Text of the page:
Gas policy debate in Australia is quickly descending into farce. A conga line of opinions based on hand-picked factoids are filling the debate with clueless self-interest. If you say something often enough, however inane, it might be taken seriously.
We have calls for reservation of gas supplies that don't yet exist and an orchestrated "grassroots" campaign against development of gas reserves in NSW.
Australia's beleaguered manufacturing sector is seeking impossible intervention in energy markets to save their businesses, when what they are seeking is some kind of intervention via an uncomfortable debate about industry policy.
More recently we have seen new voodoo economics feigning outrage that increased gas development isn't bringing prices down. Or better still, that the concerns about a gas shortage in NSW is simply a conspiracy between state and federal governments, gas suppliers and gas customers in order to jack up prices.
Confused? Get in the queue.
Australia has lots of gas. Gas fields in the Cooper and Gippsland basins have supplied much of the east coast since the 1960s.
The current crunch has been triggered by the depletion of these original gas sources, with the remaining gas often harder and more expensive to extract. This is a big problem solved by a big solution: the discovery and development of gas in deep coal seams located along the east coast of Australia.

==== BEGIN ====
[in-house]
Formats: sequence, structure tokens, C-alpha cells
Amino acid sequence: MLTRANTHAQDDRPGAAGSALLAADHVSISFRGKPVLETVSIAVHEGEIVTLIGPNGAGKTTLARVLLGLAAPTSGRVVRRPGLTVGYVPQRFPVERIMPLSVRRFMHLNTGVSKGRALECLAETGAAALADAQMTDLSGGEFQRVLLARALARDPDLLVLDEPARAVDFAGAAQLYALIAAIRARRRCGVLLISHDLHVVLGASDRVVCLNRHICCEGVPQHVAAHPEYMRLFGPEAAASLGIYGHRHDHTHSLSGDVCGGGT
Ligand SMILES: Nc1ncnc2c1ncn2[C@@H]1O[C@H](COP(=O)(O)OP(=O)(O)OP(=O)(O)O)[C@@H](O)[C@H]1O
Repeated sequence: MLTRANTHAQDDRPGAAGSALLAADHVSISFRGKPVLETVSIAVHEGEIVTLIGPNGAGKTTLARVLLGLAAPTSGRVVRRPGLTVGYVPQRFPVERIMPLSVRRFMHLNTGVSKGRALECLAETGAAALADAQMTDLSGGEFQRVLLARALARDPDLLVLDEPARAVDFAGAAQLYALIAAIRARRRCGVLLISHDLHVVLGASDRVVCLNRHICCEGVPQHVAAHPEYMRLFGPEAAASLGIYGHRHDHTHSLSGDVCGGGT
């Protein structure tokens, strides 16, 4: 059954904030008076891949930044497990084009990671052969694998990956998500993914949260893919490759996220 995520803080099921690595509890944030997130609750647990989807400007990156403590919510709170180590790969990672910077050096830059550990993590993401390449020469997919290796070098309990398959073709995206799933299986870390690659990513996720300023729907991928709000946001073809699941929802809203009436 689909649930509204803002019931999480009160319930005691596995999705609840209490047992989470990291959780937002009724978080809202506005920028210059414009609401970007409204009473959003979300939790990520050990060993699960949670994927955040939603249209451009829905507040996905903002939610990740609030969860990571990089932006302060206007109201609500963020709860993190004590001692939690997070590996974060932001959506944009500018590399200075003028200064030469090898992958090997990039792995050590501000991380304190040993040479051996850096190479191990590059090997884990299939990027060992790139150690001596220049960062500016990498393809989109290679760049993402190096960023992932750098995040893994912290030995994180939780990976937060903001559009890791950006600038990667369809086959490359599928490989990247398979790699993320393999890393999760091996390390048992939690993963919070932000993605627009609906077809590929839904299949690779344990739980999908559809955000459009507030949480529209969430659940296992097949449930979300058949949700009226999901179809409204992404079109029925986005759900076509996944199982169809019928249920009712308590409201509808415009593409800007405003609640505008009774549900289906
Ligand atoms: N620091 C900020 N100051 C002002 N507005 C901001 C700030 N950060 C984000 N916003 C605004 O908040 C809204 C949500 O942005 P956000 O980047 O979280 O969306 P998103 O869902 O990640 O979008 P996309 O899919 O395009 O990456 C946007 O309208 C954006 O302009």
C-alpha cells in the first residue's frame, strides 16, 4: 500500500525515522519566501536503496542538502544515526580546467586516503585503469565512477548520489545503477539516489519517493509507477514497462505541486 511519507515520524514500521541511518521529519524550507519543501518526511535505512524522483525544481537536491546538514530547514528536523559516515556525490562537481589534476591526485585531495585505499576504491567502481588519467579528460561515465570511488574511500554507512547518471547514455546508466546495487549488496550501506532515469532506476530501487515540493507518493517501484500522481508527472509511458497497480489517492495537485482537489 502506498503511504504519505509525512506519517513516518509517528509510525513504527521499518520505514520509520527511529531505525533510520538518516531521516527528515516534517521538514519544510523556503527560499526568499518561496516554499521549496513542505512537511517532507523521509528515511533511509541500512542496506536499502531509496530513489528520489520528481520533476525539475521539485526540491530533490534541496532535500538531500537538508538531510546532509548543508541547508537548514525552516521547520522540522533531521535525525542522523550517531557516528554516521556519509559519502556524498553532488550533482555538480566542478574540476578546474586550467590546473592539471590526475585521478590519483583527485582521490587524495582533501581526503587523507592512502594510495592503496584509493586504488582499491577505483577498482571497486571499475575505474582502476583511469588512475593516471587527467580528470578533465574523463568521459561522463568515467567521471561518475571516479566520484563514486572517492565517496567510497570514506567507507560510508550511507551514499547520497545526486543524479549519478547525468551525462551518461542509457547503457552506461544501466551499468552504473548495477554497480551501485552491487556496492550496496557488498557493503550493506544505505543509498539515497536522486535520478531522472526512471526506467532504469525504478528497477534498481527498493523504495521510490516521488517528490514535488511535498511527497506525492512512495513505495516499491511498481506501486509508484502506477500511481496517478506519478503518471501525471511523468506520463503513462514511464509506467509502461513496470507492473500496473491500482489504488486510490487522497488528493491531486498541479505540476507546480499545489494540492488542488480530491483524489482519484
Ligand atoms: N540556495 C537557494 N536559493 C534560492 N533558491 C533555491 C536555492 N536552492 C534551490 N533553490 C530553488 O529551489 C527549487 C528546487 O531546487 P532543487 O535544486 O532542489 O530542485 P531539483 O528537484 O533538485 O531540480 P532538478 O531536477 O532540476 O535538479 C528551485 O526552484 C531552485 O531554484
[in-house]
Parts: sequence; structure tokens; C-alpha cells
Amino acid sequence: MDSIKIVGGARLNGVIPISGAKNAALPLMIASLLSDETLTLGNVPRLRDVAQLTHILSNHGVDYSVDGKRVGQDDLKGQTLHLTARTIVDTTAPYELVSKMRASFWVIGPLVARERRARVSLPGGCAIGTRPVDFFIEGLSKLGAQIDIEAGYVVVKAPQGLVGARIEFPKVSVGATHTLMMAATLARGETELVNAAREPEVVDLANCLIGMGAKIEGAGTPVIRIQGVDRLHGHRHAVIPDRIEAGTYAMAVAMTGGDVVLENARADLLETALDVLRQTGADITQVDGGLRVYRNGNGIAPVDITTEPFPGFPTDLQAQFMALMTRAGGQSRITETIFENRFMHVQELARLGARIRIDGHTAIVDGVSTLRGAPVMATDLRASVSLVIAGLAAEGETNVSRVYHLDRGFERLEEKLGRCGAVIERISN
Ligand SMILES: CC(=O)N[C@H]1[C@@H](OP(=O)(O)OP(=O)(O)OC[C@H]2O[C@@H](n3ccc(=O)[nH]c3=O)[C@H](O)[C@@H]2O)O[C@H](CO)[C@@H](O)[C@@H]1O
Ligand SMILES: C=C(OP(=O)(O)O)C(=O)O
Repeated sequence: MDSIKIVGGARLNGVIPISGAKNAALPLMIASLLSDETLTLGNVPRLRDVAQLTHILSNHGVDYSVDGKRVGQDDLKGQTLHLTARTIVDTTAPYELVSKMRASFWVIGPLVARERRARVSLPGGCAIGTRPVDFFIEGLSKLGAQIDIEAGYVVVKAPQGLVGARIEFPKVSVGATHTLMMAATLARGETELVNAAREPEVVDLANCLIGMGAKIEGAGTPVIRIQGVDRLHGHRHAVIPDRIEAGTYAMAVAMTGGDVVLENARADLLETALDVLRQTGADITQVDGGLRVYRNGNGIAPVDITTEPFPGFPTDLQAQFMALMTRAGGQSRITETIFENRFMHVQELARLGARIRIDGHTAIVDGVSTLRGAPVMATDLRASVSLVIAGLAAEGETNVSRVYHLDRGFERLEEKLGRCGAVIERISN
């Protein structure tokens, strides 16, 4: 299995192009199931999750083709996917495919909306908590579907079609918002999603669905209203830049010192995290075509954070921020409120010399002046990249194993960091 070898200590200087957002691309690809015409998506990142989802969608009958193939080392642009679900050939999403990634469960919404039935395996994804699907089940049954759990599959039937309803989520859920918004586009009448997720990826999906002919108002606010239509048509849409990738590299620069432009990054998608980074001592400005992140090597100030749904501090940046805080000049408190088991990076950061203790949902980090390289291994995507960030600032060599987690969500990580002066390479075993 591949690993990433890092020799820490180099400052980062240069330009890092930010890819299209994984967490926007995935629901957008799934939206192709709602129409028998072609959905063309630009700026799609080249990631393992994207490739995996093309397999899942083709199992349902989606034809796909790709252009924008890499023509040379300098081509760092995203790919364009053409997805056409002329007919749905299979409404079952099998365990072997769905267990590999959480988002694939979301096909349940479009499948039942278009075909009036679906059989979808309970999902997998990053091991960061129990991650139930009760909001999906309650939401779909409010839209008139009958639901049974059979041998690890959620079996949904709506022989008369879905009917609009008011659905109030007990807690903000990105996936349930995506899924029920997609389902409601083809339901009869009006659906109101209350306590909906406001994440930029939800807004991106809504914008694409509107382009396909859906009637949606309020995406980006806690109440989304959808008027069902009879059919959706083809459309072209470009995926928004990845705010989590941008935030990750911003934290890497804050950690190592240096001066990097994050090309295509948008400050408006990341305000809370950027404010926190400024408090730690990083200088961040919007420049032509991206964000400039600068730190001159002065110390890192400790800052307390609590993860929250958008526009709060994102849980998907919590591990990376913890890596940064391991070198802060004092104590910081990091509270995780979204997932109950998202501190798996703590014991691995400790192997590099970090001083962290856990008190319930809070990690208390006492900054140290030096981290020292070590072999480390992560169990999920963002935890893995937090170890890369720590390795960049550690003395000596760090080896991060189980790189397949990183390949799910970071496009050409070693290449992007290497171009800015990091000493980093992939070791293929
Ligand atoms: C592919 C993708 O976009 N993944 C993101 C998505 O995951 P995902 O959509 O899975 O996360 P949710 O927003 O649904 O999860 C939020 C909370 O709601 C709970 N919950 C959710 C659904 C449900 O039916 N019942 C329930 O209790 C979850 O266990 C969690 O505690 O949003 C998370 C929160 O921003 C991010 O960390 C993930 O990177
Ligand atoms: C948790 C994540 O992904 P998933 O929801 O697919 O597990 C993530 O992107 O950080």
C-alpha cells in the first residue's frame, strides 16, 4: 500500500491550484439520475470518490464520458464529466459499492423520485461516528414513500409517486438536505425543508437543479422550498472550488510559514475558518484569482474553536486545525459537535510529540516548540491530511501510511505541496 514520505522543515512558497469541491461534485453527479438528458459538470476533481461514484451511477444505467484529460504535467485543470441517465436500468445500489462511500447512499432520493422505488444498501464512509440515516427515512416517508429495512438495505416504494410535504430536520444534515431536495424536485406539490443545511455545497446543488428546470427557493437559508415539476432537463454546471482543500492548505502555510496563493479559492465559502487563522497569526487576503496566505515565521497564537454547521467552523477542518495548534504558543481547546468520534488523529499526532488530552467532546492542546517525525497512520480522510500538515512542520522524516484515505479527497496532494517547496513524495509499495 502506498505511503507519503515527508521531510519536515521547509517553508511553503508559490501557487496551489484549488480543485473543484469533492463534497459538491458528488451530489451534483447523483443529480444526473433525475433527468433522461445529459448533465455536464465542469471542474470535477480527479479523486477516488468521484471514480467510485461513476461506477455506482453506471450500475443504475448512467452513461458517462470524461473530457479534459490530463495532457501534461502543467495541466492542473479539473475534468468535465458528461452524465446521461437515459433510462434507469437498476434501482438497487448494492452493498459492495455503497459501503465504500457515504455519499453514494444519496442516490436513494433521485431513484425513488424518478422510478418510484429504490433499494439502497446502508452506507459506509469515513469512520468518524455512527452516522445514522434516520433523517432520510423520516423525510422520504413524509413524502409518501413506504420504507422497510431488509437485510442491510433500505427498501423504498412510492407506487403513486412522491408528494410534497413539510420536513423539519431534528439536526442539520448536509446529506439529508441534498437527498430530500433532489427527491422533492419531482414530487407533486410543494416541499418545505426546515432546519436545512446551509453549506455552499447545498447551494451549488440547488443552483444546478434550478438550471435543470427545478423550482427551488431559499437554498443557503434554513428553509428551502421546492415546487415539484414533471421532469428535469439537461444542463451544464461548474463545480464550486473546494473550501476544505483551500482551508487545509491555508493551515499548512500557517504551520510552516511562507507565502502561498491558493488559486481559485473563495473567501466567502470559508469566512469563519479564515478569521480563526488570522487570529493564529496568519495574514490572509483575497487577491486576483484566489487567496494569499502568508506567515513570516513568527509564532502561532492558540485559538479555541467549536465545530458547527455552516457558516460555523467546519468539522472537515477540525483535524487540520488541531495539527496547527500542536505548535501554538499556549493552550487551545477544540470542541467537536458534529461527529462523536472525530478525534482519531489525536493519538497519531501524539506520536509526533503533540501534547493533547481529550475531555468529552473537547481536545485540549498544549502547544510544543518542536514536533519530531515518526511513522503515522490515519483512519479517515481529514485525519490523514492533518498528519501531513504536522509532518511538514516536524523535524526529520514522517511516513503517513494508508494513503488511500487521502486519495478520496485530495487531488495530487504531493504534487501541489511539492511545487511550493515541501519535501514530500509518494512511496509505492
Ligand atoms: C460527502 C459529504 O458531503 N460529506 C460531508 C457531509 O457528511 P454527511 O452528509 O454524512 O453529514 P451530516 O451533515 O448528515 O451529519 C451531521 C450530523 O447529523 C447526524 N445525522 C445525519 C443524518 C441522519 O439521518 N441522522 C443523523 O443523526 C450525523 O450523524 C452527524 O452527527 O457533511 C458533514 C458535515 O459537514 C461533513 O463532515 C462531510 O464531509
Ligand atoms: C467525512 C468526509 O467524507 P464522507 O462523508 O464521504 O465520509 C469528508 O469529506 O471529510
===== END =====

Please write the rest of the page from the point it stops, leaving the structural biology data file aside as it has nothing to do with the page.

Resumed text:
As a result east coast gas reserves currently total around 45,000 PJ – 84 per cent of this from coal seams. To give some perspective east coast domestic consumption is around 700 PJ per annum. And there is more resource potential still, with large shale gas resources across Australia.
But there's a catch. Because of their more complicated geography, these new "unconventional" gas reserves and resources are more expensive to extract. The current east coast domestic price of around $3-$4/GJ simply isn't high enough to unlock much investment.
The key is exports. Australia's gas exports are estimated to reach $60 billion in 2017-18. The liquefaction of natural gas exports out of Gladstone is fetching prices of around $8-$9/GJ on the back of strong and growing gas demand in Asia.
Supplying this growth market is a major windfall gain for the Australian economy. Added to the massive gas projects in the West, Australia could be the world's biggest gas exporter by 2017.
In Queensland there is no gas shortage. Customers will pay the new higher price of the new more expensive gas, but the deals will get done. Victoria has sufficient supplies of gas from Bass Strait, which will also meet demand in neighbouring states.
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